AmeriCorps and Disaster Services
AmeriCorps is celebrating its 20th Anniversary this year by highlighting some areas of success. During the month of August, the Corporation for National and Community Service is recognizing the work done in disaster services. These services range from mitigation projects pre-disaster to managing shelter operations post-disaster. No matter the task, communities across the country have benefited from the work provided by AmeriCorps members over the past twenty years.
One of the major players in disaster services, both in Montana and nationwide, is the Montana Conservation Corps. The program has played a key role in disaster training, mitigation, response and recovery. We recently posed some questions to Program Director, Lee Gault, in regards to their role before, during and after disasters.
How does disaster response complement the mission of the Montana Conservation Corps and what you already do?
The Montana Conservation Corps (MCC) is about service, national service and local service. We want to be a community resource as well as a natural resource. When our members are able to serve people in need directly, it makes their term of national service much more tangible. Our experience has been that it also gives our members more of an opportunity to be leaders and citizens engaged in something larger than themselves. They are participating in a great service effort, something that will stay with them the rest of their lives.
What types of services has MCC provided during disasters?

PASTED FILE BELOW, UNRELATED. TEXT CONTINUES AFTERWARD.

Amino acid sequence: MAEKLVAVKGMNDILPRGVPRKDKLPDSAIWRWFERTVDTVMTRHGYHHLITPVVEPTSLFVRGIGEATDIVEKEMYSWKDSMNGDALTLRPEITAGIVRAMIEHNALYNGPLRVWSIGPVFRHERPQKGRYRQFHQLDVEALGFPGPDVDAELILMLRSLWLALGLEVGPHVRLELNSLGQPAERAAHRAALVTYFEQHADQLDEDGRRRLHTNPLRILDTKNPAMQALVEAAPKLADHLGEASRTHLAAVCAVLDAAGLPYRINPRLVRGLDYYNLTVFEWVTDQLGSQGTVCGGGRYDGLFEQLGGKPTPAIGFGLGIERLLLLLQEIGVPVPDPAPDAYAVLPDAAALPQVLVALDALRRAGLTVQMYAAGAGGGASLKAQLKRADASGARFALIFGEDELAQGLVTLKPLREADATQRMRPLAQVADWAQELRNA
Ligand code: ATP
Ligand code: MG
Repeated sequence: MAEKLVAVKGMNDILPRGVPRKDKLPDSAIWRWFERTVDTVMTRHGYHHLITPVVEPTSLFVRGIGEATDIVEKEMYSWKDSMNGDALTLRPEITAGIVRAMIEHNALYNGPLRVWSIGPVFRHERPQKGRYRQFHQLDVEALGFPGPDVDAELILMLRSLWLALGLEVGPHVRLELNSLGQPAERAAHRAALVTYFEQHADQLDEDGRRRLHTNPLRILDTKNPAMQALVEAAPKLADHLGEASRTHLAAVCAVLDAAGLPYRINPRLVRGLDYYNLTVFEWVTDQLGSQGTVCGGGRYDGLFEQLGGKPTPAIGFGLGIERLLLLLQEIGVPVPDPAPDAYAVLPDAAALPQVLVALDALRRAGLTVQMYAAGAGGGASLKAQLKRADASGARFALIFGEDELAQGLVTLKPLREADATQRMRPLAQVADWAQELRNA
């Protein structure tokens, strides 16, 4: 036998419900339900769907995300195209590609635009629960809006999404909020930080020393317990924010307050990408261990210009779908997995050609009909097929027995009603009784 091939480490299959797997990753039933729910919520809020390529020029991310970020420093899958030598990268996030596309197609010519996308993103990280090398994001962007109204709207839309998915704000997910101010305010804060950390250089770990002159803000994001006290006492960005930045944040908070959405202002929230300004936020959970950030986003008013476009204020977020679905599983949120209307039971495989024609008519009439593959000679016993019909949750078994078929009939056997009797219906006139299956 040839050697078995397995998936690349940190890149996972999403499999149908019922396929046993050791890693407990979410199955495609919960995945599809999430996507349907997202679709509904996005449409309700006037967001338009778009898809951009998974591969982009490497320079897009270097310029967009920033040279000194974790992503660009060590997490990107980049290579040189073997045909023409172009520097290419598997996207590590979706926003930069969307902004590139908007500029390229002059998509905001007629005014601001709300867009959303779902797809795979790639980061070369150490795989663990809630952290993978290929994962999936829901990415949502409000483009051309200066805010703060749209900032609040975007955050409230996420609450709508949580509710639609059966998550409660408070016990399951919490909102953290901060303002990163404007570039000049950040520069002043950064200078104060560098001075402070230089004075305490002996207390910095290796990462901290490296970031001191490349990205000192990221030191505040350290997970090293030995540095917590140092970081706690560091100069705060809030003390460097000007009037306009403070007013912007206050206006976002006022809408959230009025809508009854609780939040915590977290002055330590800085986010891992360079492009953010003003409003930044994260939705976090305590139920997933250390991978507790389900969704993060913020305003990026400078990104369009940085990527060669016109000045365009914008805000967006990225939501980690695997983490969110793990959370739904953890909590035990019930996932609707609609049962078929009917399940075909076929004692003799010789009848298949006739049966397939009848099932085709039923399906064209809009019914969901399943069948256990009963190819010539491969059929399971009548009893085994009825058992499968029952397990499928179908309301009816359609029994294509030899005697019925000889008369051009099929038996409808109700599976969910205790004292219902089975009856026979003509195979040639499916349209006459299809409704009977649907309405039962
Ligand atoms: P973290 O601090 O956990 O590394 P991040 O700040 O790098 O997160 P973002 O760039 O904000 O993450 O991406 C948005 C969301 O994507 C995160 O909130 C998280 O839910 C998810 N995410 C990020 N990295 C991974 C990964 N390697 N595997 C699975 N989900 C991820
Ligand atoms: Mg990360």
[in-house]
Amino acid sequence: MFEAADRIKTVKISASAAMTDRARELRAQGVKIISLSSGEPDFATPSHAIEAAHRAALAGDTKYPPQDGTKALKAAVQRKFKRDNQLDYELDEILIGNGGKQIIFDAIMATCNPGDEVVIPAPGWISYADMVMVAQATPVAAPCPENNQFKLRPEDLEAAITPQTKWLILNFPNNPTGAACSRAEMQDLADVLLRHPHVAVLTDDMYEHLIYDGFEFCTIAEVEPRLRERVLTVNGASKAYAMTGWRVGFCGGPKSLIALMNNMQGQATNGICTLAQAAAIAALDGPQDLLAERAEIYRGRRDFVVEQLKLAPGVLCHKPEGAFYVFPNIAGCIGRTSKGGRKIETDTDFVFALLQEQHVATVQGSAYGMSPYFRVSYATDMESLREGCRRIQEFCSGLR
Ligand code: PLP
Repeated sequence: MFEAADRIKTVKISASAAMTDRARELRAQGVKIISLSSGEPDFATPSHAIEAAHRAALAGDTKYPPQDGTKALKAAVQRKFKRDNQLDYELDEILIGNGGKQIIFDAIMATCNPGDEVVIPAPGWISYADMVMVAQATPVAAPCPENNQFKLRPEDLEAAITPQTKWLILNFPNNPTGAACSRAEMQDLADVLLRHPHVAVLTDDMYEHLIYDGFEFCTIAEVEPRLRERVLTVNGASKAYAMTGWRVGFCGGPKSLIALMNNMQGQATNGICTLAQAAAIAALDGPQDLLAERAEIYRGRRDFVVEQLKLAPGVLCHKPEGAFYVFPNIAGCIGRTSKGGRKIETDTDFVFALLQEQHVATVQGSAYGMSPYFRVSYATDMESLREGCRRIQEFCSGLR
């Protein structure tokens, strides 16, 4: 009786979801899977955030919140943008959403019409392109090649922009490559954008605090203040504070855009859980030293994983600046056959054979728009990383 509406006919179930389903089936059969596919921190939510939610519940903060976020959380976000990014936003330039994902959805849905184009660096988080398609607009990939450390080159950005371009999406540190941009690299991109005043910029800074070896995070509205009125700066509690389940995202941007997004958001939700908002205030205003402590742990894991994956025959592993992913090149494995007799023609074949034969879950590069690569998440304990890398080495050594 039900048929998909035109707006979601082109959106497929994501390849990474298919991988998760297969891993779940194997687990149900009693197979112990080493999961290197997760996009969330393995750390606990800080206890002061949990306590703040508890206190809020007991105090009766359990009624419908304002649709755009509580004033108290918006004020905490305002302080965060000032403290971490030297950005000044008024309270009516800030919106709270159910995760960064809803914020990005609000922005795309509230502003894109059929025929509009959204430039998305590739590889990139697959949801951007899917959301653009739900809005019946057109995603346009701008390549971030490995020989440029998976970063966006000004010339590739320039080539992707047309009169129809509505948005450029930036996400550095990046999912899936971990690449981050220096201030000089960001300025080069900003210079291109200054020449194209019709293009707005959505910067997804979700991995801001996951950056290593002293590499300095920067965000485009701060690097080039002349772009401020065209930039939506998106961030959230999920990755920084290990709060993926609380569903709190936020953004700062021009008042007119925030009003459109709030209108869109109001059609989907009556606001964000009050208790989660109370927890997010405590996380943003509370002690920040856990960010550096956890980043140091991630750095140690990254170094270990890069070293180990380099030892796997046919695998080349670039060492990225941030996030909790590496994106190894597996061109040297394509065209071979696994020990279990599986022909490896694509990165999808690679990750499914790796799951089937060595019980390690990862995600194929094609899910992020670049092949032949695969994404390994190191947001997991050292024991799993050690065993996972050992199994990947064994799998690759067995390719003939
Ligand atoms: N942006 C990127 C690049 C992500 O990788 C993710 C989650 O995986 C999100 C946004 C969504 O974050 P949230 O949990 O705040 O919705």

We have provided a variety of services over the years. For the flood in Lima, CO, we were filling sandbags and doing what is called ‘mucking and gutting.’ For the hurricanes in Florida, we were mostly installing blue tarps on damaged roofs but we also did a good bit of debris and hazard tree removal due to our chainsaw skills. At Hurricane Katrina, we were serving as warehouse and inventory managers as well as doing debris removal and volunteer management. For Hurricane Sandy, we were staffing shelters all over the city and overseeing a Respite Center.
What disasters have MCC crews responded to in the past?
In the early days, we sent crews to a flood in Lima, MT. More recently, we responded to the 2004 Florida hurricanes, 2005 Hurricanes Katrina & Rita, in 2012 we sent crews to New York City in the aftermath of Hurricane Sandy and just the spring we had our members working on debris clean-up for the avalanche that struck Missoula. We have also worked on several local floods, worked in wildfire camps and helped monitor the clean-up of many local wildfires.
What do you think service members have gained through disaster response efforts? What have communities gained?
Members have gained a sense of themselves as vital service providers. They see the chaos that goes with most natural disasters and they invariably step into leadership roles. They are part of historic events. But most importantly, I think they gain a greater sense of compassion for their fellow man; they see other people suffering and their first response is to ask how they can help.
Communities begin to see AmeriCorps members as extremely important resources. They see young people showing up, wanting to serve. They see the almost unlimited capacity and willingness of these young folks to help. They also benefit from the services members provide; trees are cleared, roofs are patched, debris is removed, volunteers are organized and people who have lost their homes have a safe place to spend the night.For more information about AmeriCorps, the Montana Conservation Corps, and disaster services, visit these links: